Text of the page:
Microsoft shuts down Google Chrome

Unless you have been living under a rock for the past few years, you probably know that there is a war raging among browsers for the top spot with Microsoft’s Internet Explorer, Google’s Chrome and Mozilla’s Firefox as the key players. And according to data from one Web metrics firm, Chrome will surpass Firefox and become the second-most-popular browser by the end of this year meaning there is going to be serious competition between Microsoft and Google.

While browsers have been racing against each other in this competition at break neck speed, an incident has occurred that is sure to take the browser world by storm, literally! Google chrome has, or rather had (since Microsoft has already corrected its mistake), been marked incorrectly as malware by Microsoft security software which caused scores of Google Chrome users to unknowingly delete the browsers from their PCs.

The problem came into light when Chrome users began reporting the specious detection of the browser early Friday in a quickly-growing thread on a Google support forum. As the scope of the problem unraveled itself, it appeared that scores of Windows PCs running Microsoft’s (free, consumer-grade antivirus software) Security Essentials as well as Forefront (the antivirus product designed for enterprises) were affected – which amounts to some 3,000 customers.

So, what malware was Chrome (wrongly) identified as? Zbot, or Zeus, it was — a widespread botnet Trojan that focuses on stealing online banking credentials, which criminals use to steal money from accounts.

As if the browser vanishing from the users’ PCs was not enough (when they accepted Security Essentials’ advice and let the software delete “chrome.exe,” that is) some users also complained of their bookmarks being eliminated and not being restored after reinstalling Chrome.

Microsoft was quick to acknowledge the blunder and said in a statement posted to the Facebook Page of its malware research center, “An incorrect detection for PWS:Win32/Zbot was identified and as a result, Google Chrome was inadvertently blocked and in some cases removed from customers PCs. We have already fixed the issue…, but approximately 3,000 customers were impacted.”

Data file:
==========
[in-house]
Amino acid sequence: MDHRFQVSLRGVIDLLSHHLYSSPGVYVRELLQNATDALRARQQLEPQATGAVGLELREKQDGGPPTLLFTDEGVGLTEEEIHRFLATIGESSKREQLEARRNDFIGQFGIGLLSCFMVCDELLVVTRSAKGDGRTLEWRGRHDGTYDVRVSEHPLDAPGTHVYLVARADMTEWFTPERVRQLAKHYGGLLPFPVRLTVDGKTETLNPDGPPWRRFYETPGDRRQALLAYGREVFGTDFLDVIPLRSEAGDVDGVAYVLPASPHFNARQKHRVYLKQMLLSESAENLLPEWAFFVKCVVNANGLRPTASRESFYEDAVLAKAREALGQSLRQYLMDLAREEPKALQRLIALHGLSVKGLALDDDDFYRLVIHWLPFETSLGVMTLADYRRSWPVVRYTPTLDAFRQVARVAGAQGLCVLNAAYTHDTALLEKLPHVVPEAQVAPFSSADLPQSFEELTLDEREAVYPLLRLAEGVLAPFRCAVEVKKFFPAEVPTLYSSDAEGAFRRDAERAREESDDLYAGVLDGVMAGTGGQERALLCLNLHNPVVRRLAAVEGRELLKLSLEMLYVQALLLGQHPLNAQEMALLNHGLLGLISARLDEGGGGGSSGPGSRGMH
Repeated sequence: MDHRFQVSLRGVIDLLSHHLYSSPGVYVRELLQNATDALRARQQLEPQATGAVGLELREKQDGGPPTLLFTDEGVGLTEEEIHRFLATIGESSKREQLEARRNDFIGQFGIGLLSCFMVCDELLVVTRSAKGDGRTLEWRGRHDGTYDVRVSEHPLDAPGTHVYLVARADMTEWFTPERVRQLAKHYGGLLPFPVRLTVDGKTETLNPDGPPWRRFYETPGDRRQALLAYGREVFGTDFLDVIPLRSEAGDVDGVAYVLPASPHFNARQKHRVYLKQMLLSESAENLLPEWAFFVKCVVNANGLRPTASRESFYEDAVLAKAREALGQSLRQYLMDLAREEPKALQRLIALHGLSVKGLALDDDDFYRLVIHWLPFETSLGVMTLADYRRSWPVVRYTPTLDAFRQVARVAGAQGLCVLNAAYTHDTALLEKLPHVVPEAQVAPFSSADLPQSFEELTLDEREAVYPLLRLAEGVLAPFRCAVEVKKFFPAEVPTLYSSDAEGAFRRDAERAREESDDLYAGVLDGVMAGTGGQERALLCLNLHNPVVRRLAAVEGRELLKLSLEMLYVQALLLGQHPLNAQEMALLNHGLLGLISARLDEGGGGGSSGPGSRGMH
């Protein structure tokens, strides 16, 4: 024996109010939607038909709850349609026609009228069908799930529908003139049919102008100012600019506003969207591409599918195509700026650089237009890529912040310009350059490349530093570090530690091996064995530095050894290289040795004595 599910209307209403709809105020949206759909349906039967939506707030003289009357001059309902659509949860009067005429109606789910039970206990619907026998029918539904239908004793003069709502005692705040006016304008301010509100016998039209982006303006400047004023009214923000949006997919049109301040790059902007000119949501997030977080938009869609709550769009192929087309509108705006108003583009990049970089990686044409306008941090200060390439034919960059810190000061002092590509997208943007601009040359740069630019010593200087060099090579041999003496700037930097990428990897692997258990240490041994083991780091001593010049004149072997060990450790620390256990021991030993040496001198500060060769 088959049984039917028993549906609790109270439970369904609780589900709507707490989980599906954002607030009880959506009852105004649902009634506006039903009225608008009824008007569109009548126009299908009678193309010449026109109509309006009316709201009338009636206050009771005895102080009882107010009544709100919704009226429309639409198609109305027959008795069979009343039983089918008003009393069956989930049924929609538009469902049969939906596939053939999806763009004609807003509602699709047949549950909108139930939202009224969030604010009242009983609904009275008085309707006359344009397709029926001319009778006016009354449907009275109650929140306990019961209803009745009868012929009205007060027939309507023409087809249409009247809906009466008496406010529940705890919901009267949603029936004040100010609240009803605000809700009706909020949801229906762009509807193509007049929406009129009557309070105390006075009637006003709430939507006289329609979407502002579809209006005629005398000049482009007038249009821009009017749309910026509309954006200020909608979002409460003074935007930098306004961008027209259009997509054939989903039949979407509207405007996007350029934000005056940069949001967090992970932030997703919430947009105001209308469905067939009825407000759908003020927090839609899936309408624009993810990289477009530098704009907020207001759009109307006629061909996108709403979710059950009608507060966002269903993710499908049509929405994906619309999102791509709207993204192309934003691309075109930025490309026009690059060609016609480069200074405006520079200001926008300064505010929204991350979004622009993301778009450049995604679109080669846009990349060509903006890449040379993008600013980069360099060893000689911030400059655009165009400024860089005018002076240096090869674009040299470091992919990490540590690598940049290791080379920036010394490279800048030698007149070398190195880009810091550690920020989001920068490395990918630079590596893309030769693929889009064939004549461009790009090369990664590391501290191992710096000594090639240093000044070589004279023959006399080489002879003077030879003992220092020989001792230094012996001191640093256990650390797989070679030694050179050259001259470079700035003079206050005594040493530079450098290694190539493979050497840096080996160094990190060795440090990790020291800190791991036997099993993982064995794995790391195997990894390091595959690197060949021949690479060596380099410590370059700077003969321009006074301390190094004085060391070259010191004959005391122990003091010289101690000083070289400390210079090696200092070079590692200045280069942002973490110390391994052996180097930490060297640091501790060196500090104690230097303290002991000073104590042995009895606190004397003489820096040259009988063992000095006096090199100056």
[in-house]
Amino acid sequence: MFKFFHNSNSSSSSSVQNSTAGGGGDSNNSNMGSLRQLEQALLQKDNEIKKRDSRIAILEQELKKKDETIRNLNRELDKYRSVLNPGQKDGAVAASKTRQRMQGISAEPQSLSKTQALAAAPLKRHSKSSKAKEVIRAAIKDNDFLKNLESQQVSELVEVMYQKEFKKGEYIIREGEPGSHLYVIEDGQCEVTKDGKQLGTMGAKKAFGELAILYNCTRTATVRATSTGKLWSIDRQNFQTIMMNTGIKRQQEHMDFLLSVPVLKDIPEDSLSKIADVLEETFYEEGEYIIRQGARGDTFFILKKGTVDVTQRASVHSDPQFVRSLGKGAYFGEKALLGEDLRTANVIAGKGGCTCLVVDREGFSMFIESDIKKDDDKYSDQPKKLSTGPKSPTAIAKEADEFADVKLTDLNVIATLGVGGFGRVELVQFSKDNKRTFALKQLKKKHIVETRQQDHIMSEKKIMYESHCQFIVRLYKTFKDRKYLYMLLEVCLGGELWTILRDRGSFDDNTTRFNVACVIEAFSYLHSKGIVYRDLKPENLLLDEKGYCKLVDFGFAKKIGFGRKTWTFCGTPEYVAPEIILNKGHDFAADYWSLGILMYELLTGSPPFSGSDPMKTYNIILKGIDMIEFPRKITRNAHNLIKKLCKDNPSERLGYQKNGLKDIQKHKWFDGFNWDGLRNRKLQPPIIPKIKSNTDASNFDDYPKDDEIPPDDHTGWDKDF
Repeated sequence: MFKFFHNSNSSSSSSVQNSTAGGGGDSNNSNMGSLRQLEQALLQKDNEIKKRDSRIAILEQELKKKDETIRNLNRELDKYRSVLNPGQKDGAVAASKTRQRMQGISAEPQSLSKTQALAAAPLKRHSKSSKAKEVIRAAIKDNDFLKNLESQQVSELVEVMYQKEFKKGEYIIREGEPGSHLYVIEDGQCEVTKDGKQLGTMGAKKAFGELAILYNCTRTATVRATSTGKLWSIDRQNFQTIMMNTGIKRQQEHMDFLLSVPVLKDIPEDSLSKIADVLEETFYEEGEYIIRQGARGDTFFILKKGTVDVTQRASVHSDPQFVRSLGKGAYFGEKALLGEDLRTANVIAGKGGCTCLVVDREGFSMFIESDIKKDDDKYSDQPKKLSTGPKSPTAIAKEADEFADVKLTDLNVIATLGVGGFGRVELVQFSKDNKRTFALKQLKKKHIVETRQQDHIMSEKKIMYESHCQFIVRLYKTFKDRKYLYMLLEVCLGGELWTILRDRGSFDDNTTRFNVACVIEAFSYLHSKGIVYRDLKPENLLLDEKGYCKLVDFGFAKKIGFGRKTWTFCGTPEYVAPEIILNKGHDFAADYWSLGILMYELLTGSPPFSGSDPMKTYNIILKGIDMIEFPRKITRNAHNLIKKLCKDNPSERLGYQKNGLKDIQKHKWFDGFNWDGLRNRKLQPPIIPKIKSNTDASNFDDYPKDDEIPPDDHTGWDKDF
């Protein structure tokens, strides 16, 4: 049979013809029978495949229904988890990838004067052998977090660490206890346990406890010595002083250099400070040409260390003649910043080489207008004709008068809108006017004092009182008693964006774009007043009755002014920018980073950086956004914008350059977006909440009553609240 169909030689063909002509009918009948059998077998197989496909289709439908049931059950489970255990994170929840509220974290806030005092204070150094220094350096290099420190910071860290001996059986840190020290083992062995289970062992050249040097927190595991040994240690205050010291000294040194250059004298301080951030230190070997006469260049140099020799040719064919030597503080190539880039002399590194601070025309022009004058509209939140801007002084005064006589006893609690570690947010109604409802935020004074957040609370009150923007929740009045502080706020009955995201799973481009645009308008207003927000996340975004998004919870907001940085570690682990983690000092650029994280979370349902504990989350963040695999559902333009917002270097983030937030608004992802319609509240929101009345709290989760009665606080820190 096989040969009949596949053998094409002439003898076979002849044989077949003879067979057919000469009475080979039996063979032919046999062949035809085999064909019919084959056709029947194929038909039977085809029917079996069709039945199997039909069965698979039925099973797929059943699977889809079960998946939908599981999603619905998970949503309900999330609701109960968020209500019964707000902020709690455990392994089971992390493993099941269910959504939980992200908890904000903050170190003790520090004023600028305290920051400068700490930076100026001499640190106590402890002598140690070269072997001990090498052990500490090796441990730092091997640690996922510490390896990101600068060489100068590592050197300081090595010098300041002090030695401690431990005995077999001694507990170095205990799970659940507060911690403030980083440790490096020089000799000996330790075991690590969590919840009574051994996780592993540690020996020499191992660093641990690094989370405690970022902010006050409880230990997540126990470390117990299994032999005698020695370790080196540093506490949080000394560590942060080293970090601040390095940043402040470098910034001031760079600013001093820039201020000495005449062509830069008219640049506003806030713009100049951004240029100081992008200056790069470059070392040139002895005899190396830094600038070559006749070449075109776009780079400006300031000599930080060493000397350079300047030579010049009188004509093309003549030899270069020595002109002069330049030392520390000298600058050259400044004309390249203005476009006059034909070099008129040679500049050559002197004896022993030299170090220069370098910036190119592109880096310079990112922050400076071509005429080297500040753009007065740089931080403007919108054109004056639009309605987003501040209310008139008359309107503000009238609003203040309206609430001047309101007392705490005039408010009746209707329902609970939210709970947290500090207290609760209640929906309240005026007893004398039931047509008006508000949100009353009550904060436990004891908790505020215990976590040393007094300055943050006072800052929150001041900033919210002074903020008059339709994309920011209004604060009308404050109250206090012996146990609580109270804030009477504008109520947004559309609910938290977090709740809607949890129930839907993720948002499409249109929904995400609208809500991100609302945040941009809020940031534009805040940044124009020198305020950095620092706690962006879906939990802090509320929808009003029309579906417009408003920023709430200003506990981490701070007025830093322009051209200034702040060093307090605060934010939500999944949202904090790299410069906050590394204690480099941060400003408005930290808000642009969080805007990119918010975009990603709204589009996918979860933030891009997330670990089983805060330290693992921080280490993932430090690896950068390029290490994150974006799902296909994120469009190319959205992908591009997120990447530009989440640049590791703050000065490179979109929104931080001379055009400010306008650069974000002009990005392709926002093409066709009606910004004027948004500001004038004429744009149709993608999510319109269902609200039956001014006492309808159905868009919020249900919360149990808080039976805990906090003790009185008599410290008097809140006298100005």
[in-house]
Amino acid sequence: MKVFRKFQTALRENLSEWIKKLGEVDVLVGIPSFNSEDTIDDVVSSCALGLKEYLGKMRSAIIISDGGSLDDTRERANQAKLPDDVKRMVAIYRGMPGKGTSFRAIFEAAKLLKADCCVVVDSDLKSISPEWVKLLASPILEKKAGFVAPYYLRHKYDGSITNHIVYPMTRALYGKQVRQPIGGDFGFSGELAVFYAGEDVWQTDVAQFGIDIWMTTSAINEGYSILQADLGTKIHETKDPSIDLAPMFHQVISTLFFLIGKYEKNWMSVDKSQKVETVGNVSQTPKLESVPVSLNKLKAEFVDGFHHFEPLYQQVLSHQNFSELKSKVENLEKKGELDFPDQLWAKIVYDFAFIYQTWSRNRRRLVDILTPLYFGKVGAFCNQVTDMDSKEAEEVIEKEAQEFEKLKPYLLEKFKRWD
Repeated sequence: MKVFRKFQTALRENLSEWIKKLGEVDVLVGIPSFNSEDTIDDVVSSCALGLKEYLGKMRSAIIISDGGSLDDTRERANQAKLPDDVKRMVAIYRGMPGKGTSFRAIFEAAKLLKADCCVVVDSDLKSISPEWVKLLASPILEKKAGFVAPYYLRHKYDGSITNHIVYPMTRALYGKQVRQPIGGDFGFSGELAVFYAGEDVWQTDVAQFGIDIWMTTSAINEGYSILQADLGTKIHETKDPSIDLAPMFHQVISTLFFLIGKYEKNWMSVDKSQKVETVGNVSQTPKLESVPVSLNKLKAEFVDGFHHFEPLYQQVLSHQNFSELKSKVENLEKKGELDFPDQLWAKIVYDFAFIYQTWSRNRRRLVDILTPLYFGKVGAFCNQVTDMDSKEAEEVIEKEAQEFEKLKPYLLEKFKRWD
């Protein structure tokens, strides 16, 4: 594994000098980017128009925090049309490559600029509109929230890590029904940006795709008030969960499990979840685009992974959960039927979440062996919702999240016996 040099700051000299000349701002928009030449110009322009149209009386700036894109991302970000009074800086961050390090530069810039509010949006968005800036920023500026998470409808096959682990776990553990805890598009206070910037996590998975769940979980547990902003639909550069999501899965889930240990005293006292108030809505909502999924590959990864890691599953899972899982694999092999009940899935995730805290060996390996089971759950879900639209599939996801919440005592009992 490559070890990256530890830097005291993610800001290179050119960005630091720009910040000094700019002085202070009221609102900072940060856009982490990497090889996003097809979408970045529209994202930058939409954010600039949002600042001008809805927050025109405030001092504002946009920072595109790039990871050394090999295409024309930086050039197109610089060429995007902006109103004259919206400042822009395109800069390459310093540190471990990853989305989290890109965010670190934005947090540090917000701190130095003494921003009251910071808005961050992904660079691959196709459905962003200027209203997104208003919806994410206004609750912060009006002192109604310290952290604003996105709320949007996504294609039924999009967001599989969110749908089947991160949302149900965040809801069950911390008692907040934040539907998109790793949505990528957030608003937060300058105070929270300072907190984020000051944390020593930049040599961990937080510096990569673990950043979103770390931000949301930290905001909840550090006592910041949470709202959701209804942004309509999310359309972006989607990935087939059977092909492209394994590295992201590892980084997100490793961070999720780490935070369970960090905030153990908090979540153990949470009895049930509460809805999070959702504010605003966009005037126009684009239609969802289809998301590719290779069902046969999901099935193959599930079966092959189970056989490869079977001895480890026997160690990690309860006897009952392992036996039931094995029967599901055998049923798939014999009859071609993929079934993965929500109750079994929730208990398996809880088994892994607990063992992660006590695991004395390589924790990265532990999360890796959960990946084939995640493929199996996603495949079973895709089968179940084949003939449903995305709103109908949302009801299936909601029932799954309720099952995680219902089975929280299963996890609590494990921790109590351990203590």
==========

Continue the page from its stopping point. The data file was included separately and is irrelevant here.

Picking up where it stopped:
A corrected definition file was issued by Microsoft around 10 a.m. PT Friday, which was about three hours after users began reporting the false positive on Google’s support forum. It did not immediately reply to questions about whether the Security Essentials’ blunder permanently eradicated Chrome bookmarks, though.

Microsoft also told users to update Security Essentials with the new definition file, then reinstall Chrome.

Google was not slow to react, either. It placed a red warning banner at the top of its Google support pages that read, “Alert: Google Chrome has been incorrectly marked as malware by Microsoft security software.”

This isn’t the first time a security software maker has goofed up, though. By fingering Chrome as a malware, Microsoft has added itself to the list of other security software makers (that includes all three of the world’s largest antivirus companies — Symantec, McAfee and Trend Micro) which have issued defective definitions in the past and in some cases, the results have been worse.

Remember how a McAfee  antivirus update quarantined a crucial Windows XP system file in the April of 2011? An unknown number of corporate PCs worldwide were crippled at that time.

Let’s see which direction this particular slip up by Microsoft is going to take this war raging among browsers.

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